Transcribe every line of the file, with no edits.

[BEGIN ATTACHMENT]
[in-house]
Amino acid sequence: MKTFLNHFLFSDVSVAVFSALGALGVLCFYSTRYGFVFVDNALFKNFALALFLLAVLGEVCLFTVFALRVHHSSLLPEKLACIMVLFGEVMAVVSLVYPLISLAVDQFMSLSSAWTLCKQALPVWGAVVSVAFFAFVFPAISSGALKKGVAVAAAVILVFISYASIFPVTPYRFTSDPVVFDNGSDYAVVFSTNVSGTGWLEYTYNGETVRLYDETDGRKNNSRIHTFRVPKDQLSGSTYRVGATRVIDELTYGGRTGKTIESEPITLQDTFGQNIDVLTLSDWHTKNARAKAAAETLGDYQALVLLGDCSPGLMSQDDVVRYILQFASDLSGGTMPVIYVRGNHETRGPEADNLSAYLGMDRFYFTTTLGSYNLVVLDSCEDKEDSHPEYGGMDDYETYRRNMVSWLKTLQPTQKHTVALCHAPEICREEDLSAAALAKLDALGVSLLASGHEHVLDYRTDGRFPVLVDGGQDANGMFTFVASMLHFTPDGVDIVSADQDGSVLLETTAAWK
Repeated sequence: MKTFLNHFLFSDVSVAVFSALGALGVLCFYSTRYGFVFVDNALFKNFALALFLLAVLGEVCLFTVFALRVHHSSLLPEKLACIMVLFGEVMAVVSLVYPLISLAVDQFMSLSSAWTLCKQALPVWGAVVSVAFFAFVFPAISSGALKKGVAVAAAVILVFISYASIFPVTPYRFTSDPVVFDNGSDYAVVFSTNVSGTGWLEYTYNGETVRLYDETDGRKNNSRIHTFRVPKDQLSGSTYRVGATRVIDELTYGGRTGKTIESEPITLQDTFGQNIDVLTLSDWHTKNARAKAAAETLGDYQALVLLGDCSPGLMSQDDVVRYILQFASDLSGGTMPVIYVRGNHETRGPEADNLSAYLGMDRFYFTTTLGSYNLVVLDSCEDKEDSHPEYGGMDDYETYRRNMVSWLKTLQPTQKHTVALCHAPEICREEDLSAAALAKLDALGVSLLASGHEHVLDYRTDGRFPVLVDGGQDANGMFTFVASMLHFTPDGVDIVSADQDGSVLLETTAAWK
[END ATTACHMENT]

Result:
[in-house]
Amino acid sequence: MKTFLNHFLFSDVSVAVFSALGALGVLCFYSTRYGFVFVDNALFKNFALALFLLAVLGEVCLFTVFALRVHHSSLLPEKLACIMVLFGEVMAVVSLVYPLISLAVDQFMSLSSAWTLCKQALPVWGAVVSVAFFAFVFPAISSGALKKGVAVAAAVILVFISYASIFPVTPYRFTSDPVVFDNGSDYAVVFSTNVSGTGWLEYTYNGETVRLYDETDGRKNNSRIHTFRVPKDQLSGSTYRVGATRVIDELTYGGRTGKTIESEPITLQDTFGQNIDVLTLSDWHTKNARAKAAAETLGDYQALVLLGDCSPGLMSQDDVVRYILQFASDLSGGTMPVIYVRGNHETRGPEADNLSAYLGMDRFYFTTTLGSYNLVVLDSCEDKEDSHPEYGGMDDYETYRRNMVSWLKTLQPTQKHTVALCHAPEICREEDLSAAALAKLDALGVSLLASGHEHVLDYRTDGRFPVLVDGGQDANGMFTFVASMLHFTPDGVDIVSADQDGSVLLETTAAWK
Repeated sequence: MKTFLNHFLFSDVSVAVFSALGALGVLCFYSTRYGFVFVDNALFKNFALALFLLAVLGEVCLFTVFALRVHHSSLLPEKLACIMVLFGEVMAVVSLVYPLISLAVDQFMSLSSAWTLCKQALPVWGAVVSVAFFAFVFPAISSGALKKGVAVAAAVILVFISYASIFPVTPYRFTSDPVVFDNGSDYAVVFSTNVSGTGWLEYTYNGETVRLYDETDGRKNNSRIHTFRVPKDQLSGSTYRVGATRVIDELTYGGRTGKTIESEPITLQDTFGQNIDVLTLSDWHTKNARAKAAAETLGDYQALVLLGDCSPGLMSQDDVVRYILQFASDLSGGTMPVIYVRGNHETRGPEADNLSAYLGMDRFYFTTTLGSYNLVVLDSCEDKEDSHPEYGGMDDYETYRRNMVSWLKTLQPTQKHTVALCHAPEICREEDLSAAALAKLDALGVSLLASGHEHVLDYRTDGRFPVLVDGGQDANGMFTFVASMLHFTPDGVDIVSADQDGSVLLETTAAWK